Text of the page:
Parliament’s Public Accounts Committee (PAC) has called for strong ethical behaviour among public officers, including disciplining staff, if efficiency is to be achieved.
The call comes against a background of delays in payment of civil servants’ salaries due to challenges attributed to the new Integrated Financial Management and Information System (Ifmis).
But PAC chairperson Shadreck Namalomba said Ifmis, as a system, was not to blame, saying the problem was to do with attitudes and the work ethic of officers manning the system.
He said: “I have always said that Ifmis is not a problem because as a system, it cannot operate itself. The people behind it are [the problem].
“There is serious need to inculcate reformation of ethical behaviour of public officials involved, with emphasis on disciplining them and time management.”
Ministry of Finance spokesperson Williams Banda yesterday agreed with Namalomba that the new Ifmis was not entirely to blame for salary delays, saying the problem is created by inefficiencies by some public officers responsible for processing salaries.
He said: “For a salary cycle to be perfectly complete to ensure public workers are paid in time, those preparing salaries in ministries, departments and agencies [MDAs] are supposed to submit prepared salaries on General Purpose Form A number five [GPF5A] every fifth day of the month, but mostly they do not do so.
“I can tell you that this is the fifth day of the month, but only a handful of MDAs have submitted the GPF5A form for salary processing for the month of September.”
Banda said a majority of MDAs have a tendency of submitting the GPF5A forms late in the month, despite this being a routine job.
“What they have to do is to check who has died, resigned or been promoted to make adjustments,” he said.
Banda said from now on, the perpetual culprits of delayed submission of the desired salary processing information will receive serious warnings to ensure efficiency and adherence to Public Finance Management Act as read with Treasury guidelines.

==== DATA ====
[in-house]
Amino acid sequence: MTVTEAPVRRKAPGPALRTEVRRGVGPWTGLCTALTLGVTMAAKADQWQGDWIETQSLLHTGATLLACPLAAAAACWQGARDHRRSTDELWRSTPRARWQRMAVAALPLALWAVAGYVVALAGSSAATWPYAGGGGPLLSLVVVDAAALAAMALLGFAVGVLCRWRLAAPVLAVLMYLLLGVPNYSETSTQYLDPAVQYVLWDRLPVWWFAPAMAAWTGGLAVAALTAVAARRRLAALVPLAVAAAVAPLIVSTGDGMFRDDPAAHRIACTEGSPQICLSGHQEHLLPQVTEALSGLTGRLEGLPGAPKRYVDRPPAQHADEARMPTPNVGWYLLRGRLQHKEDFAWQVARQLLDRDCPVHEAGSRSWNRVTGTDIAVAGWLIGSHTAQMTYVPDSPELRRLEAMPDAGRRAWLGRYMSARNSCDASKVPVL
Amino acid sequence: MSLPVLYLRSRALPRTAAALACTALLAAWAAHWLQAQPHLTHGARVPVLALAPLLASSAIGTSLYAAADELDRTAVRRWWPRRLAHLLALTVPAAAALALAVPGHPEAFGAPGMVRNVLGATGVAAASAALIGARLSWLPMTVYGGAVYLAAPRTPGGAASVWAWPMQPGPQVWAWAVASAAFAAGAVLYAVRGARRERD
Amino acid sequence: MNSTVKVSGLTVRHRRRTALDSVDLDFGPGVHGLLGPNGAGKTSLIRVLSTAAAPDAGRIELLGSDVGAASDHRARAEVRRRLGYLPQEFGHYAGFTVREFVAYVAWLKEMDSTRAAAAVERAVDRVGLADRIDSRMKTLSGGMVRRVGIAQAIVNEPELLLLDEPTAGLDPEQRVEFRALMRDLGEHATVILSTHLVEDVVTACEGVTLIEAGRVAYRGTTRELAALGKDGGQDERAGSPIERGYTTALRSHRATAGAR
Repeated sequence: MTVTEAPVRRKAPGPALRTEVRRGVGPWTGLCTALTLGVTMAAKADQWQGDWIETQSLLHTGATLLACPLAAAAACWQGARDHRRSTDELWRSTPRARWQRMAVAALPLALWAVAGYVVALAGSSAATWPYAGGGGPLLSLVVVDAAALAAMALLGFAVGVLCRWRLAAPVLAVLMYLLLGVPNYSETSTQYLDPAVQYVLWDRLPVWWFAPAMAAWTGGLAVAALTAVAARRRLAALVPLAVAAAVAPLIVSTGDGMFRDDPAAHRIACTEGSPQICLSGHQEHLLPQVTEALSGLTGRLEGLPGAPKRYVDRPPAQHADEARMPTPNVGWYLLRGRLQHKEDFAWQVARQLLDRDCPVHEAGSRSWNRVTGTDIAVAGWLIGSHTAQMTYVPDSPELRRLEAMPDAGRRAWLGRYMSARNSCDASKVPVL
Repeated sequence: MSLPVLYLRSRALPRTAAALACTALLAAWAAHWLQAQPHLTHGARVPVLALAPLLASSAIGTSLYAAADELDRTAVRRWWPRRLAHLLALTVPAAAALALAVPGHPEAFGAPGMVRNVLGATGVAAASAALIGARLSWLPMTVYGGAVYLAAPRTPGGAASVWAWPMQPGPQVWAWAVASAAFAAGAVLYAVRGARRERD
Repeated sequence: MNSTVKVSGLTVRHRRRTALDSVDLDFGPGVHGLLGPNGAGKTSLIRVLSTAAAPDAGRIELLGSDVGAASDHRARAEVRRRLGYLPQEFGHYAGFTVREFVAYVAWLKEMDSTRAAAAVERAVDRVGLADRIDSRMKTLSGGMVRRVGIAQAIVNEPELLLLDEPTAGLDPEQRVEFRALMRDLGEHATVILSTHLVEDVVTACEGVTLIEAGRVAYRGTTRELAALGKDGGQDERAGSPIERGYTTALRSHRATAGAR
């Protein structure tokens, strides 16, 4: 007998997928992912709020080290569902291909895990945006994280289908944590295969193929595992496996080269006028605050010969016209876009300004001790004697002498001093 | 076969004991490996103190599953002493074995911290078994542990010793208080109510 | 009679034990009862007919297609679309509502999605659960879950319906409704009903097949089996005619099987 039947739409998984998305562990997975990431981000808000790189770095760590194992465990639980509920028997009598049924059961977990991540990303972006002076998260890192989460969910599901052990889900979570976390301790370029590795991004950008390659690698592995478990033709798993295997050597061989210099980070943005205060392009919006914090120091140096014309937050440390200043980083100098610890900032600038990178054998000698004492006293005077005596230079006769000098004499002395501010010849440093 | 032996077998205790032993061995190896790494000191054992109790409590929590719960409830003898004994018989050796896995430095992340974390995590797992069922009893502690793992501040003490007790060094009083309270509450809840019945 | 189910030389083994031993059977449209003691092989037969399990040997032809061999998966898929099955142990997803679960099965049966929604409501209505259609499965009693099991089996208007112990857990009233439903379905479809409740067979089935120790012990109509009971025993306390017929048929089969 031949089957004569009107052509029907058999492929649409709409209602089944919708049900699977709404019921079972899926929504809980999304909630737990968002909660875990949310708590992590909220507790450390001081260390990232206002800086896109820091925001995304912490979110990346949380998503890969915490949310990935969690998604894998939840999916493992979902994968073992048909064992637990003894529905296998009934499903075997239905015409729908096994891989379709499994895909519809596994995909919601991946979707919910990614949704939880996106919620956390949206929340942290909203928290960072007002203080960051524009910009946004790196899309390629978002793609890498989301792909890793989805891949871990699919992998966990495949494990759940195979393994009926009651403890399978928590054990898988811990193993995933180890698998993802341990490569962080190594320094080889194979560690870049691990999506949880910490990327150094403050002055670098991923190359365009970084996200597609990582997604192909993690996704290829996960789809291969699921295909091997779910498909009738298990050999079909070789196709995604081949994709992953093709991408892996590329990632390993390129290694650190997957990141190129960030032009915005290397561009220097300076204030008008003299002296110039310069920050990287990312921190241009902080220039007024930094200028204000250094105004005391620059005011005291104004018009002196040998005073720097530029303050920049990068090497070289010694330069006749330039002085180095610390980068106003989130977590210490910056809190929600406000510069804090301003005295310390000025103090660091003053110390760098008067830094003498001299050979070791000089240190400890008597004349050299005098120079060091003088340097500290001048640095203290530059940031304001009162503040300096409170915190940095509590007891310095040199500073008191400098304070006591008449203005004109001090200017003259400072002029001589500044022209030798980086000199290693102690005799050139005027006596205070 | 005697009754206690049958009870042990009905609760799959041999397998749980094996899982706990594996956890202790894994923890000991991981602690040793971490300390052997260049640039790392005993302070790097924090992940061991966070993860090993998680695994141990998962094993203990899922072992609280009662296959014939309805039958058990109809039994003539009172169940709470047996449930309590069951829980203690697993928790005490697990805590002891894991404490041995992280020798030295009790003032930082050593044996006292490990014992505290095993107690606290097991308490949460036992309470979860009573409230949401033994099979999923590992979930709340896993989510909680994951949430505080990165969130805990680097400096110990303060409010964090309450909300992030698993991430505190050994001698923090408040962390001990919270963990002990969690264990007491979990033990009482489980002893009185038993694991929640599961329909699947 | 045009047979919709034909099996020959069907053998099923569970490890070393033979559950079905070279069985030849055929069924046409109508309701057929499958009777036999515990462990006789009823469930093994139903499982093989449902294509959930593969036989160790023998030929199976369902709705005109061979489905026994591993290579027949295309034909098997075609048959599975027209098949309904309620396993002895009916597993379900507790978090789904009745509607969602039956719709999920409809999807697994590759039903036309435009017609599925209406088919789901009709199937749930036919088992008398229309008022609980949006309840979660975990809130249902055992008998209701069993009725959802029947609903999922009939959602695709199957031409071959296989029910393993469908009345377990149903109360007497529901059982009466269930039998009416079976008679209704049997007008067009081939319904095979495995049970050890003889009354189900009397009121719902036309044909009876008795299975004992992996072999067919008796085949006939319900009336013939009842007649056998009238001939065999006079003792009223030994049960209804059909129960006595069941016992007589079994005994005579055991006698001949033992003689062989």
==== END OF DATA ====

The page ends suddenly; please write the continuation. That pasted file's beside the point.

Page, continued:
On Thursday, President Lazarus Chakwera stormed the Department of Human Resource Management and Development to demand answers on continued delays of salaries for civil servants.
Two days earlier, Roads Authority board chairperson Joe Ching’ani, bemoaned in the presence of the President, delayed payments to contractors due to the same challenges with Ifimis.
But Banda yesterday said while the problem may be attributed to Ifmis, some contractors have themselves to blame.
“The new Ifmis is fully automated with all regulatory information requirements, but some contractors have not been submitting crucial information,” he said.
Banda said a majority of contractors who struggle to get paid do not submit either the Public Procurement and Disposal of Assets Authority (PPDA) certificates or their registration certificate with the National Construction Industry Council (NCIC).
He said under the new Ifmis, Treasury cannot pay anyone with incomplete information.
Institute of Chartered Accountants in Malawi (Icam) chief executive officer Francis Chinjoka Gondwe is on record as having said that the system is as good as the people who operate it; hence, called for serious disciplinary measures for end users.
The new Ifmis rolled out fully on July 1 2021/22 financial year after previously piloting it with a few selected MDAs.
Training for end users, according to Banda, is ongoing, with those who used the system during, pilot phase regarded as super users who are going around MDAs helping out with operations when one is stuck.
In 2018, the Malawi Government awarded a tender to supply Ifmis software to the Zimbabwe-based firm, Twenty First Century at a bid price of $13.8 million (about K10 billion).